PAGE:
Xbox Live is booming during lockdown.

Sweetening the deal further has been the fact that these titles are available on launch day in Game Pass, nestling in alongside a wealth of third-party titles and indies (and backwards compatible Xbox 360 games, don’t forget).

With Microsoft’s confirmation that the same will hold true for the Xbox Series X, you could theoretically buy the new console and have access to any first-party launch games right off the bat as part of your existing membership fee.

Imagine plugging your console in and being able to download Halo Infinite, a new Forza, and Series X versions of Gears 5 and more. No more humming and hawing about which game you can afford alongside your console.

Read More: Xbox Series X controller design evolution

You’ll be able to play many of the next gen’s big exclusives on your Xbox One, too

Sony’s Stance

To their credit, Sony has reacted to the success of Xbox Game Pass in their own way.

Their PlayStation Now service, arguably more akin to Netflix than Microsoft’s offering given its streaming-focused nature, has taken steps to alleviate criticism from early in the console cycle.

Sony slashed the price down to £8.99, making it a much more attractive counterpart to an existing PlayStation Plus membership (although there’s no way to bundle the two together).

We can’t wait to see the PS5 console, but the services are arguably more interesting.

They also enabled downloads of certain games, preventing input lag in those titles and allowing them to be played natively.

For the gaming populous, though, has it been enough? PlayStation touted 1 million subscribers to PlayStation Now at the tail end of 2019, but with over 100 million consoles sold, that’s less than one per cent that subscribe to the service.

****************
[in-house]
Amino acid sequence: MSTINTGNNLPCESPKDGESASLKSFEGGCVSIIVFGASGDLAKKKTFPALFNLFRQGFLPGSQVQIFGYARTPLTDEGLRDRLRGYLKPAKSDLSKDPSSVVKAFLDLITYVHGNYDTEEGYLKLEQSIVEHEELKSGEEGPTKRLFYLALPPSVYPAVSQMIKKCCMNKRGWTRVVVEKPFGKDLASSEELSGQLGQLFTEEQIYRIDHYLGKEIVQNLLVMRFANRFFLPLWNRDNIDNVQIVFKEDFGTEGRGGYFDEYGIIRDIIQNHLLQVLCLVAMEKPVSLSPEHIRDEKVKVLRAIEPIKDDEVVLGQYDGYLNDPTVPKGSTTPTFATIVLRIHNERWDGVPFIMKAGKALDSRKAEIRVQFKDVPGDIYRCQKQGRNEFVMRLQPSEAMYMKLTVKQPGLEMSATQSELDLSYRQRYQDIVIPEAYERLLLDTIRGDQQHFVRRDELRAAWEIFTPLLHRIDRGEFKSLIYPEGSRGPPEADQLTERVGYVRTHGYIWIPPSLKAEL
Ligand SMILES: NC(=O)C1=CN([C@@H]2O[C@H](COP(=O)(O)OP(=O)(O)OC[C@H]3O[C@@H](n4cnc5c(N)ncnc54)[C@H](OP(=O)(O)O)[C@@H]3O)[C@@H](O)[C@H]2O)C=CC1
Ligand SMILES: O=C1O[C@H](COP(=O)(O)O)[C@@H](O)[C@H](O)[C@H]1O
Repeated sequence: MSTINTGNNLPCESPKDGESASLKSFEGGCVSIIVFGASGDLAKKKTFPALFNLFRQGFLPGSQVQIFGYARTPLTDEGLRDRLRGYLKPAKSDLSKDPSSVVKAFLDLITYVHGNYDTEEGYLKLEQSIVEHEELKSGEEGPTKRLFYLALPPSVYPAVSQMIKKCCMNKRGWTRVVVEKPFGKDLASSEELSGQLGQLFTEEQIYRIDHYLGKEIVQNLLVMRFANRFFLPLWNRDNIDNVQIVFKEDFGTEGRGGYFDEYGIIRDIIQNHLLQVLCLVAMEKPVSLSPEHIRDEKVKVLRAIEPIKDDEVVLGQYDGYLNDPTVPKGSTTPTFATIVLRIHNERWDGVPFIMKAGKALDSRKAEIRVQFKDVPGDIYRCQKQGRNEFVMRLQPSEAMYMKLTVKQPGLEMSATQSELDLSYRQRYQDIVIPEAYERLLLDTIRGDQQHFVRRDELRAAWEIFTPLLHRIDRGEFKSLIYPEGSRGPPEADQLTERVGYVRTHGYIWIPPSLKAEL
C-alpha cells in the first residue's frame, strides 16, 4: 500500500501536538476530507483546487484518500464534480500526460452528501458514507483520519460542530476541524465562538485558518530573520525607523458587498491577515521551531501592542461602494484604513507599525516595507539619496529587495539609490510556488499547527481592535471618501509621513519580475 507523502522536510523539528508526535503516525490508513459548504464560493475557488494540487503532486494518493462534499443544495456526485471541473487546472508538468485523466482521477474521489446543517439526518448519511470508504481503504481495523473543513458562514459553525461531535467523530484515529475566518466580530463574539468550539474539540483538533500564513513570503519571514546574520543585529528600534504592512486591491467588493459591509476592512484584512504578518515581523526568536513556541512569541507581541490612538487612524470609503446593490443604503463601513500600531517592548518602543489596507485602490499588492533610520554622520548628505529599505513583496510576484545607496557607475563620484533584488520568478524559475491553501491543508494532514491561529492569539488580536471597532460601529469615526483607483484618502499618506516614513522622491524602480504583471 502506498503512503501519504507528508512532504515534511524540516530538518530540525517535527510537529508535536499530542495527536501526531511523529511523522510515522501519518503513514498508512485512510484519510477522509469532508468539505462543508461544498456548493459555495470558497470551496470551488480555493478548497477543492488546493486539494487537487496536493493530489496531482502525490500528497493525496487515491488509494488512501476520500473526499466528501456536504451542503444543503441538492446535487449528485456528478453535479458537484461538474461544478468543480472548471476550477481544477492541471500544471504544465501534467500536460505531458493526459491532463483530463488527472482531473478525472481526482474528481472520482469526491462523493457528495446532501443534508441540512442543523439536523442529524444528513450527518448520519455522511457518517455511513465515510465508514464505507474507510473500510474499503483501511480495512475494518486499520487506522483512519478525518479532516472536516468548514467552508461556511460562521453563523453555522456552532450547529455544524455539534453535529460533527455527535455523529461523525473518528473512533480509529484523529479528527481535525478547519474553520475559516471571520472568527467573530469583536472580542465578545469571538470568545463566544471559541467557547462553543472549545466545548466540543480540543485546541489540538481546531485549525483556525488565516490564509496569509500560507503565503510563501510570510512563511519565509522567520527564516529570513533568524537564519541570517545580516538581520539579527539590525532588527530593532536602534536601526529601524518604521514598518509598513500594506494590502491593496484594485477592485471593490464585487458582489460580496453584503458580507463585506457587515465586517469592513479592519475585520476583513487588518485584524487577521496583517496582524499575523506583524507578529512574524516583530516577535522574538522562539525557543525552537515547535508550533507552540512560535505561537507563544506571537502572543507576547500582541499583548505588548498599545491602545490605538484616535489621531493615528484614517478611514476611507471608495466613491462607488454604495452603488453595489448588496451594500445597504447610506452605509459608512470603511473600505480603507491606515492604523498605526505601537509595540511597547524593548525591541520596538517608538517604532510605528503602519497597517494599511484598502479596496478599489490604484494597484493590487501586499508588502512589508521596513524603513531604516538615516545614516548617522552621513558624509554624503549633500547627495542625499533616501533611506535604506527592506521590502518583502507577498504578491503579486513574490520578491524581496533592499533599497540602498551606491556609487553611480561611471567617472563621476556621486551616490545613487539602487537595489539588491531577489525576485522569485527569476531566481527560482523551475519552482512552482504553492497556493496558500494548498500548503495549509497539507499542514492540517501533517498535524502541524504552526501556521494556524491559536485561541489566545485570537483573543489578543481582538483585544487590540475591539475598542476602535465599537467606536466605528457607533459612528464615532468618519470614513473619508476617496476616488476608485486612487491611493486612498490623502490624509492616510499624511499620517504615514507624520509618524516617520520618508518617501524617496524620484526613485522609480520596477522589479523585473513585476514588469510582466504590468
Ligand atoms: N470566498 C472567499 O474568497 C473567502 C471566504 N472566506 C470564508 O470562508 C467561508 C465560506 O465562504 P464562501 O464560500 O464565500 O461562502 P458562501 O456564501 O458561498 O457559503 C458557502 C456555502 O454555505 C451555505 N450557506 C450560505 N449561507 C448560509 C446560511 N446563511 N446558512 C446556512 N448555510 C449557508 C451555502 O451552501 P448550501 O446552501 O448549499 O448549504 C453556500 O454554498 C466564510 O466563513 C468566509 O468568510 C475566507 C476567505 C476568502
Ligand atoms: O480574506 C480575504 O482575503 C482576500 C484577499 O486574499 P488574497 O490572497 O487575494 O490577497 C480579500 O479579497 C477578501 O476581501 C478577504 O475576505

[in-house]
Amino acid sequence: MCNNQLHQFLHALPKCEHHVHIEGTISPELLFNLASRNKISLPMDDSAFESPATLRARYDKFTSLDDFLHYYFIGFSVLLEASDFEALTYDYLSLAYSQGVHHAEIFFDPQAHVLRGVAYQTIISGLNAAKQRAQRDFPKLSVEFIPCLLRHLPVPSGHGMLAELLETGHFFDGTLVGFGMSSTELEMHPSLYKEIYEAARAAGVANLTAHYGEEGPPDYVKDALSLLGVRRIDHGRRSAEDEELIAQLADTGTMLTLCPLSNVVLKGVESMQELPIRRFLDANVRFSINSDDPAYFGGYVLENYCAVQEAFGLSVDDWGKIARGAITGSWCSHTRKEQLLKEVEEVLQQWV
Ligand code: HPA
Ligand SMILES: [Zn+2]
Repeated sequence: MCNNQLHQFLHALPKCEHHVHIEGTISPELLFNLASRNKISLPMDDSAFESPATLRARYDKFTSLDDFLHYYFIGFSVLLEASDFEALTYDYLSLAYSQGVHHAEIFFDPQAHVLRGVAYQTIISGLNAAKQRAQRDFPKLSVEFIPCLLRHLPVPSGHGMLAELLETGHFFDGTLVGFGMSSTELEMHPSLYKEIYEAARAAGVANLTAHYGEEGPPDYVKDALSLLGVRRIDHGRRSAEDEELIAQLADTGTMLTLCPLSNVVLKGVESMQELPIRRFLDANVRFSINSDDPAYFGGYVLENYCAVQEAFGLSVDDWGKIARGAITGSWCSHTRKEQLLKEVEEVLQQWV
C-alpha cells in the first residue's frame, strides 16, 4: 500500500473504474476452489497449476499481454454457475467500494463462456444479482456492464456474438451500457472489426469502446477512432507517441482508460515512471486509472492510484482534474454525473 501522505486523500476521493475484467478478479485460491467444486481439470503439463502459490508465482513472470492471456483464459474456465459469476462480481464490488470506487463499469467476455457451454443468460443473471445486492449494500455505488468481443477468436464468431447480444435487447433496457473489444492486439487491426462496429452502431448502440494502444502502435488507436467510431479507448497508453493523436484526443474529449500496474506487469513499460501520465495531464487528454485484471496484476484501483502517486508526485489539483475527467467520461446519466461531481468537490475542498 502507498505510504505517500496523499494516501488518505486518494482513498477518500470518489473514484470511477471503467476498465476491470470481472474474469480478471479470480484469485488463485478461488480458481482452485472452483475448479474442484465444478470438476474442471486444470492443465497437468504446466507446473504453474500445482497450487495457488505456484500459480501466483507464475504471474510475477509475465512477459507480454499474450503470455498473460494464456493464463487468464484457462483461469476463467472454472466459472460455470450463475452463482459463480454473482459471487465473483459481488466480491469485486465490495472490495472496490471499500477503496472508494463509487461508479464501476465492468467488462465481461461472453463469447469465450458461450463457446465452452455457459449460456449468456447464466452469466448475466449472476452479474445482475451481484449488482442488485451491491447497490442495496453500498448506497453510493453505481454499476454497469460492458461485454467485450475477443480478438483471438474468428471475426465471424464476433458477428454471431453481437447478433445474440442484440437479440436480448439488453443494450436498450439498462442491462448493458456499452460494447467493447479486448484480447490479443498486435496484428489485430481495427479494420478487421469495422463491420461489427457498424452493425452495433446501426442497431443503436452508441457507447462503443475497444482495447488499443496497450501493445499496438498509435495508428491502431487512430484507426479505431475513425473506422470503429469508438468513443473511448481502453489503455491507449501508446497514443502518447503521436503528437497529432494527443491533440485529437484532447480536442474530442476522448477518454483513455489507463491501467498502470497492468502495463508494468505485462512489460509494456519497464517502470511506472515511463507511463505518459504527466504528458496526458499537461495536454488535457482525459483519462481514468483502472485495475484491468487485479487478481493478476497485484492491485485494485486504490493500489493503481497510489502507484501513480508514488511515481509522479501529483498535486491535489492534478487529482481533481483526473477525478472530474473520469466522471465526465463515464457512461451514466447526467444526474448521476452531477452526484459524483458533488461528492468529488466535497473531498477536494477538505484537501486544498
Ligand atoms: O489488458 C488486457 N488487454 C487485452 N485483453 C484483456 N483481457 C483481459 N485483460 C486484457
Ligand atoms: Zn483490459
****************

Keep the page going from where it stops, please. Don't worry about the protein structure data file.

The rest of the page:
Once upon a time, PlayStation Plus launched with a lineup of games that would rotate in and out.

This “Instant Game Collection” included both first and third-party titles, as well as discounts on other games and DLC. Sound familiar? We’d love to see a return of the idea, especially since Microsoft seems to have taken inspiration from it.

Will PS Now and PS Plus be enough to entice you onto PS5?

Microsoft has been undeniably sheepish when it comes to releasing numbers of consoles sold and subscriber counts for its various services, but simply through the sheer weight of its advertising, we’d imagine it’s reaching plenty of people.

Game Pass trial codes are bundled with boxes of cereal, plastered over social media, and the service forms its own part of the console’s (admittedly convoluted) home screen.

Sony has taken steps to increase their share of this emerging market, but will it take a few more? Could we see God Of War 2 included in PlayStation Now on launch day?

Perhaps not, and there’s no denying at this point that the company’s collection of IP is worth more than Microsoft’s, but it’s still tough to take a £50 hit on each new release.

Read More: PS5 pre-order notifications now open

xCloud could bring next-gen Game Pass to other devices!

Cross The Streams

Where Sony bet big in the early stages of the generation is game streaming, and while the rest of the world seems to have pushed ahead with the idea in the year’s since, PlayStation Now quietly offers a sizeable library of games that you can stream to your box.

With Microsoft’s upcoming Project xCloud being positively received in its beta testing, and with the company’s insistence that the service will dovetail with Xbox Game Pass, we could theoretically live in a future where we can jump into the next Fable on a phone as part of our existing subscription, or enjoy Halo Infinite co-op missions on an iPad.

It could crumble under the weight of expectation, but this next-gen evolution of Xbox Game Pass is a tantalising prospect, which could decide the console war. Has Sony fallen too far behind on the services side of things? Only time will tell…

Read More: Cyberpunk 2077 enhanced edition won’t be a next-gen launch title

Lloyd Coombes